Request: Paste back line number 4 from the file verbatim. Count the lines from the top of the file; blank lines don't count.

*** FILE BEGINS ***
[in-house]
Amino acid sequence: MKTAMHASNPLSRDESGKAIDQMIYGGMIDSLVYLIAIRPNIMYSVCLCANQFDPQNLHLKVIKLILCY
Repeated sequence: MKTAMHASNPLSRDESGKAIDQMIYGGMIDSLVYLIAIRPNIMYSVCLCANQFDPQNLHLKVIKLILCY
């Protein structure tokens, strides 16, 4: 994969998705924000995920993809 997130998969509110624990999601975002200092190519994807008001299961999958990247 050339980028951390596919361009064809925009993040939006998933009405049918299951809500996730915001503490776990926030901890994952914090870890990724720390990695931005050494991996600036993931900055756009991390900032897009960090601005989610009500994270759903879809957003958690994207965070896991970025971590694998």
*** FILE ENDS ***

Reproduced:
């Protein structure tokens, strides 16, 4: 994969998705924000995920993809 997130998969509110624990999601975002200092190519994807008001299961999958990247 050339980028951390596919361009064809925009993040939006998933009405049918299951809500996730915001503490776990926030901890994952914090870890990724720390990695931005050494991996600036993931900055756009991390900032897009960090601005989610009500994270759903879809957003958690994207965070896991970025971590694998």